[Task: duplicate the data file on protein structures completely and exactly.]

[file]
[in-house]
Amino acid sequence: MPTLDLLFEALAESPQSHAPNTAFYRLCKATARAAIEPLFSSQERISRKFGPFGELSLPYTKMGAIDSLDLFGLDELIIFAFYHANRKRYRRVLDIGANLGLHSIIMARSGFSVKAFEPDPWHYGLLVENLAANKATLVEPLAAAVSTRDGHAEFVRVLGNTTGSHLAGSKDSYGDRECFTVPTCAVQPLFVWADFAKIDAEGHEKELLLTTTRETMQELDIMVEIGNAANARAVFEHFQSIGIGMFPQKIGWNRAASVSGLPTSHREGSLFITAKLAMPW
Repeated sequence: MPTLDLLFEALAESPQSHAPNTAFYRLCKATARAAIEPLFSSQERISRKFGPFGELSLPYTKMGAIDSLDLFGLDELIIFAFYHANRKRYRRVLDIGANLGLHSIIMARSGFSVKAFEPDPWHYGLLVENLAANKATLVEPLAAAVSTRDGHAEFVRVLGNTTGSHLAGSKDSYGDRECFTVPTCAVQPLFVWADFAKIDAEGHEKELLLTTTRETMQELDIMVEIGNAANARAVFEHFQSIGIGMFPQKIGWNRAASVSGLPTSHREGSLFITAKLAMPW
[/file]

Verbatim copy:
[in-house]
Amino acid sequence: MPTLDLLFEALAESPQSHAPNTAFYRLCKATARAAIEPLFSSQERISRKFGPFGELSLPYTKMGAIDSLDLFGLDELIIFAFYHANRKRYRRVLDIGANLGLHSIIMARSGFSVKAFEPDPWHYGLLVENLAANKATLVEPLAAAVSTRDGHAEFVRVLGNTTGSHLAGSKDSYGDRECFTVPTCAVQPLFVWADFAKIDAEGHEKELLLTTTRETMQELDIMVEIGNAANARAVFEHFQSIGIGMFPQKIGWNRAASVSGLPTSHREGSLFITAKLAMPW
Repeated sequence: MPTLDLLFEALAESPQSHAPNTAFYRLCKATARAAIEPLFSSQERISRKFGPFGELSLPYTKMGAIDSLDLFGLDELIIFAFYHANRKRYRRVLDIGANLGLHSIIMARSGFSVKAFEPDPWHYGLLVENLAANKATLVEPLAAAVSTRDGHAEFVRVLGNTTGSHLAGSKDSYGDRECFTVPTCAVQPLFVWADFAKIDAEGHEKELLLTTTRETMQELDIMVEIGNAANARAVFEHFQSIGIGMFPQKIGWNRAASVSGLPTSHREGSLFITAKLAMPW